|The Human Rights Commission is among the many city agencies and groups that march every year in the Memorial Day parade to show support for and honor our armed forces, past, present, and future.
|Collaboration with Melrose High School|
|The MHRC is working to develop a collaboration with Melrose High School that will entail the creation of a Melrose High School Auxiliary Human Rights Club. This club, once established, will work with members of the Commission to raise awareness about human rights issues and foster greater equity and justice where it is found to be needed.|
|June 8||January 11||January 8||January 7|
|September 14||February 8||February 14||February 5||February 4|
|October 12||March 8||March 20||March 5|
|December 14||April 12||April 10||April 2|
|May 10||May 8||May 7|
|June 14||August 7||June 4|
|September 13||September 4||September 3|
|October 11||November 5||October 1|
|November 8||December 4||November 4|
|December 13||December 3|
Get to know the people currently serving on the Commission.
Maureen Buzby, Chair grew up in Vermont but has lived all her adult life in the Boston area, the past 30 years in Melrose. A member of the Planning Committee of the Melrose Substance Abuse Prevention Coalition, a mentor in the Melrose CARES Middle School Mentor Program, and a member of The League of Women Voters as well as the Melrose City Democratic City Committee, Maureen believes strongly that committed, active residents create a safe and vibrant community. Her goal as a Commissioner is to help with those activities that ensure understanding of differences and inclusion of all citizens.
Karen Andrews, Treasurer has been a Melrose resident for 16 years. She is the Community Outreach Specialist and a diversity trainer at Hallmark Health System, Inc. Karen serves on the North Suburban Child and Family Resource Network Coalition, the Healthy Families Coalition, the Melrose Substance Abuse Prevention Coalition, and the Homelessness Task Force. Karen is honored to be one of the newest members of the Commission.
Lizbeth DeSelm is a native of San Diego, California. She moved to Boston in 2005 with her family after landing a job in the pharmaceutical industry as a research chemist. She previously worked as a science teacher at a charter school for at-risk youth in Long Beach, CA. She is a Hospice Volunteer with Hallmark Health VNA and Hospice, has been a youth soccer coach in Melrose since Fall 2012 and currently serves as Treasurer for the Roosevelt Elementary PTO. Liz and her wife Tina have two children and have lived in Melrose since 2010.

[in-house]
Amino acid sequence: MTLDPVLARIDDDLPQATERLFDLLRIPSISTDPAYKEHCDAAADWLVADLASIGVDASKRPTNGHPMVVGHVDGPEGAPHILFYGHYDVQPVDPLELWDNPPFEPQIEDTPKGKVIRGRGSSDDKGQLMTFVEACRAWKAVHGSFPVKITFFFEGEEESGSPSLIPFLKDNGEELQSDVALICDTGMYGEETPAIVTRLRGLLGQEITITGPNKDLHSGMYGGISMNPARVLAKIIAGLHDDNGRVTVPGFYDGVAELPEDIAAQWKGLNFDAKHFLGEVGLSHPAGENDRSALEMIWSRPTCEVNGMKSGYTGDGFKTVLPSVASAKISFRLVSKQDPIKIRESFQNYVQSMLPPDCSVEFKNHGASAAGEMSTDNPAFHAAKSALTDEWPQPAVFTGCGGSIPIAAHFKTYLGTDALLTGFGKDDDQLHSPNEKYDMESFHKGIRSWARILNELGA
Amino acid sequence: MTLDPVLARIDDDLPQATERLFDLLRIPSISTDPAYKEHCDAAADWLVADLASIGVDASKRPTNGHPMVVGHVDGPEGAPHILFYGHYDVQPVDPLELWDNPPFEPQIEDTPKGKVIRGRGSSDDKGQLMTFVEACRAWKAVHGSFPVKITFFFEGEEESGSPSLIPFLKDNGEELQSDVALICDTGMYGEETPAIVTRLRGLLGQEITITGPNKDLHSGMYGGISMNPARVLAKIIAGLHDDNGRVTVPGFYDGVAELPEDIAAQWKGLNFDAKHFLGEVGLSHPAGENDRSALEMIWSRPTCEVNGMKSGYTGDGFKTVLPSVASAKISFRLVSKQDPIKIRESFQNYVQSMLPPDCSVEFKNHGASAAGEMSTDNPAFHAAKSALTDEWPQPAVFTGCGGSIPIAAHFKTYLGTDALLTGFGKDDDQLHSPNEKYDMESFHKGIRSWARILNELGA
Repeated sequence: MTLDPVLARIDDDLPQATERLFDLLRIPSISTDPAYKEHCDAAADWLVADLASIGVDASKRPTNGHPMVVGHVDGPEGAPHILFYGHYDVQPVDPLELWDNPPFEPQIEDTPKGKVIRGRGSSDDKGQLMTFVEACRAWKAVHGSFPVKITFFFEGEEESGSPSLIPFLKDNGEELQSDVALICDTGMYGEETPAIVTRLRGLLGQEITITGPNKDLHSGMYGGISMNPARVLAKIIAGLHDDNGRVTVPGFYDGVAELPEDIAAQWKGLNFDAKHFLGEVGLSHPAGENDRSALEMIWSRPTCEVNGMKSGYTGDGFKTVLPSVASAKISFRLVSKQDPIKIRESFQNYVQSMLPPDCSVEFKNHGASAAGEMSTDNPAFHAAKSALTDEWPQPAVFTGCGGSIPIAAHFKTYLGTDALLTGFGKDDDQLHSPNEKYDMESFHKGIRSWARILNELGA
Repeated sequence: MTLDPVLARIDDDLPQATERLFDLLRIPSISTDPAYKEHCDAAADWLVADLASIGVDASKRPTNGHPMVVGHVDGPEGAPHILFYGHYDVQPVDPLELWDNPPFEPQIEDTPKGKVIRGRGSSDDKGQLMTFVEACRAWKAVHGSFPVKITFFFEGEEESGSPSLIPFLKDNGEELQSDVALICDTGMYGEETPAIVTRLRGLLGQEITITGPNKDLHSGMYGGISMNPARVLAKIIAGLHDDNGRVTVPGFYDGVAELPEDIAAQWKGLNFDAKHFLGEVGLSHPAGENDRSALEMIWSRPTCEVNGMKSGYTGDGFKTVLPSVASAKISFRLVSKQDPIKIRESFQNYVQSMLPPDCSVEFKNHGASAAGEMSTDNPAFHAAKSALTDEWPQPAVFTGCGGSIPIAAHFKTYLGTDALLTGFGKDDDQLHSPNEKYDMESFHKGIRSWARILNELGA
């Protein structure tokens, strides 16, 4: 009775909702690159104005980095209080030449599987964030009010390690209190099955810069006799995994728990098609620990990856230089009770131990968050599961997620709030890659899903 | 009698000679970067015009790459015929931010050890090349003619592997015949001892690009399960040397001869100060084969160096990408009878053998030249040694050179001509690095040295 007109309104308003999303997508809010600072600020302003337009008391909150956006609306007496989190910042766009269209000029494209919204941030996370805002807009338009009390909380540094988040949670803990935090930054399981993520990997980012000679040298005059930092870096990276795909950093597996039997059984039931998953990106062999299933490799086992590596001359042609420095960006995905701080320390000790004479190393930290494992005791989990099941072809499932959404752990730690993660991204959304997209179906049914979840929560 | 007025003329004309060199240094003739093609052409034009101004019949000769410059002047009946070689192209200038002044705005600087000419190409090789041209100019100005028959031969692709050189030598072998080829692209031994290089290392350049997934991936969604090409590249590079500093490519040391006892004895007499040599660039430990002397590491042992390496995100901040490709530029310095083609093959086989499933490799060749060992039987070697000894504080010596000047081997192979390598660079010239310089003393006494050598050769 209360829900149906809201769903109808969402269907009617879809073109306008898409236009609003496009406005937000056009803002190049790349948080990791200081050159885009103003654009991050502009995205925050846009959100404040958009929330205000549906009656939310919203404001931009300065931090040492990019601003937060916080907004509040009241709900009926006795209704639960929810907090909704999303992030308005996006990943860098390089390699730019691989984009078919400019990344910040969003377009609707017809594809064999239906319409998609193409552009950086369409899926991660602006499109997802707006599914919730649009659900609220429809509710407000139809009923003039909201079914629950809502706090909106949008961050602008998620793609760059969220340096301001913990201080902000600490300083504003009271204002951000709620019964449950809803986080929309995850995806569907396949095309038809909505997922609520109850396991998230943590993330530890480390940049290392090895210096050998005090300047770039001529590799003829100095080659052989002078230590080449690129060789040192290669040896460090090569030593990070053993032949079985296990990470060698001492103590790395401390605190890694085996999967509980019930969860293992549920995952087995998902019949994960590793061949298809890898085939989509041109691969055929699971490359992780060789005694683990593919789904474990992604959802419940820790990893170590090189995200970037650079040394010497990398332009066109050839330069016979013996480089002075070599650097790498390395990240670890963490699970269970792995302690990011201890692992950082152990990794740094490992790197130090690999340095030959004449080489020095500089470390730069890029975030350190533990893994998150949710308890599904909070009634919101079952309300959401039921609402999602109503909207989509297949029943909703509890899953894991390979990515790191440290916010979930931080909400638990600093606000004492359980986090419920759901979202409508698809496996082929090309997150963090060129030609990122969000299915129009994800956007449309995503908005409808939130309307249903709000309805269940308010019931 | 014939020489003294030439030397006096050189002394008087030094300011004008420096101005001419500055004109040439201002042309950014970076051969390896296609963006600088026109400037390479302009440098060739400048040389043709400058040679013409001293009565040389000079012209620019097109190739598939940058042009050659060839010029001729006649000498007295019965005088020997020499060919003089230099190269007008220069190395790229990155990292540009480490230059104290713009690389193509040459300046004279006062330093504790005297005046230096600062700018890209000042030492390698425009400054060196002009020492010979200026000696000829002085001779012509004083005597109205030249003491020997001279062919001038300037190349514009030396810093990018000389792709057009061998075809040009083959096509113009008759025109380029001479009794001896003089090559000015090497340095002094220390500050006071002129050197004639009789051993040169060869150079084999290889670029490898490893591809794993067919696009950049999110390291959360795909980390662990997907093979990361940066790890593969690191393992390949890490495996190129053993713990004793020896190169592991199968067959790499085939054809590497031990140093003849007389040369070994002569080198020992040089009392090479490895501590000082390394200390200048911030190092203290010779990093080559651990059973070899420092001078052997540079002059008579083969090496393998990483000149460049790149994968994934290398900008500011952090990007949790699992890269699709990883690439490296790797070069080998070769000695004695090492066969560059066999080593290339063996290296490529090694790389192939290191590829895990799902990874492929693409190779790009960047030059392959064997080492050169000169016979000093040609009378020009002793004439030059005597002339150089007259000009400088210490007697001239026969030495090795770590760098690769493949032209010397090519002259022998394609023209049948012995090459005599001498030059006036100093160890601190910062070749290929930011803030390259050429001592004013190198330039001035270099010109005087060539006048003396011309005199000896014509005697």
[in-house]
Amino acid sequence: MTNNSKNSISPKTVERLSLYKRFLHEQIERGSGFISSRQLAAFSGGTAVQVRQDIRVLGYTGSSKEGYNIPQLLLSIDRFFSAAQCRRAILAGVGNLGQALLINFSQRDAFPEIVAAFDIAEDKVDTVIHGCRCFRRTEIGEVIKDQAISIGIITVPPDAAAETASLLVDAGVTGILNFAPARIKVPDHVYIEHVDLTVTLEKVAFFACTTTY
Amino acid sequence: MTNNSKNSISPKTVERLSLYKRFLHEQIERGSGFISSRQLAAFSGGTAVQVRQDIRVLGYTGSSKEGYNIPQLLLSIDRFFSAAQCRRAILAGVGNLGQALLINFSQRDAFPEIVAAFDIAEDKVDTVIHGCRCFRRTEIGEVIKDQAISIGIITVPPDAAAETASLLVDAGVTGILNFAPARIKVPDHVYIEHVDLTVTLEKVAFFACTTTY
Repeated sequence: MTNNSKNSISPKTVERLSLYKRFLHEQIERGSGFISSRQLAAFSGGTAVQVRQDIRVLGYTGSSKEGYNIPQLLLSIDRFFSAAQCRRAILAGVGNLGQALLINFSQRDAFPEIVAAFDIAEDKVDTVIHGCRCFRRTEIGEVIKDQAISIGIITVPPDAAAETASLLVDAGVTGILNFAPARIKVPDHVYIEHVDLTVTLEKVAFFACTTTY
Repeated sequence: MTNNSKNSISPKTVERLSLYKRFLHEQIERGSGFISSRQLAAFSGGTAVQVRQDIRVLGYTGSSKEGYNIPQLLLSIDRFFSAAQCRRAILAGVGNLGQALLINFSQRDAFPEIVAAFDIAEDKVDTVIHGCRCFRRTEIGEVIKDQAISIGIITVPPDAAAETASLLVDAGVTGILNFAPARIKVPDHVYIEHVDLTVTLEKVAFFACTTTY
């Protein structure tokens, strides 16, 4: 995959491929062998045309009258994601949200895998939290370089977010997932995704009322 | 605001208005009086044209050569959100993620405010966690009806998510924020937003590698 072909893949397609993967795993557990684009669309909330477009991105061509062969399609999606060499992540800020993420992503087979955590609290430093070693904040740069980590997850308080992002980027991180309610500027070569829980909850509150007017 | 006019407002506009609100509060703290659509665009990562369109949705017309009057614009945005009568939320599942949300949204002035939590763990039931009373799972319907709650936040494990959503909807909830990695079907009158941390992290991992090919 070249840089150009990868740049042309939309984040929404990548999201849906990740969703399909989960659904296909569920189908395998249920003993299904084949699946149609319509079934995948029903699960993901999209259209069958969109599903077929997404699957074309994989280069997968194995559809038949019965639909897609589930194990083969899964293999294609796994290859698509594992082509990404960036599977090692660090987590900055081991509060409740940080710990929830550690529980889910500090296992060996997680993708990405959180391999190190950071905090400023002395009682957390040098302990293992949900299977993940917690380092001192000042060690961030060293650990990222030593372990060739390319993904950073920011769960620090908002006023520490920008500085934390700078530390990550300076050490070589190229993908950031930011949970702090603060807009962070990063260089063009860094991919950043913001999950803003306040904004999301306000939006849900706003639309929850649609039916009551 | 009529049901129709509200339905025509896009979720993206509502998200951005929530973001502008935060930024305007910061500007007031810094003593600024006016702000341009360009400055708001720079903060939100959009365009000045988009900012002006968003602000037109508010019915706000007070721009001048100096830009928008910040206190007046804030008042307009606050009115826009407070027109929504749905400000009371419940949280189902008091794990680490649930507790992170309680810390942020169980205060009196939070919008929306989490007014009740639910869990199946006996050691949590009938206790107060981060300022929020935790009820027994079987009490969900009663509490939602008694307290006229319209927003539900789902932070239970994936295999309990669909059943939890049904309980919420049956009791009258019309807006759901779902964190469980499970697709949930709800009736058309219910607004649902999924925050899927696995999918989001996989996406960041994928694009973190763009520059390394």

|Michelle Dickson has been a resident of Melrose for nearly seven years. She currently serves as Director of Public Policy for the Greater New England Chapter of the National Multiple Sclerosis Society. She has a special interest in disability rights issues and is a certified Community Access Monitor through the Massachusetts Office on Disability. For the past 16+ years she served as an active member of the Peace & Social Justice Committee of St Mary’s Parish, Winchester. This committee has been dedicated to a wide range of peace and social justice issues and projects both locally and internationally ranging from AIDS awareness, relieving poverty and hunger, promoting diversity, combatting prejudice, and supporting those who are homeless. This committee has spearheaded Winchester Black History Month celebrations for more than a decade.|
|Arnold Fertig has long been involved with issues of human rights, including Soviet Jewry, women’s rights, discrimination, and diversity within the American workforce. He has served Temple Beth Shalom of Melrose as its part-time rabbi since 1998, and is an active member of the Melrose Clergy Association and Melrose Rotary Club. In his non-rabbinic life, he is a career consultant and has been a member of the Diversity Committee of the New England Human Resources Association (NEHRA). Arnie earned the Masters of Public Administration from Harvard’s Kennedy School of Government, and was awarded the Doctor of Divinity degree, honoris causa, by the Hebrew Union College-Jewish Institute of Religion for 25 years of service to the American Jewish community and for his work on human rights issues.|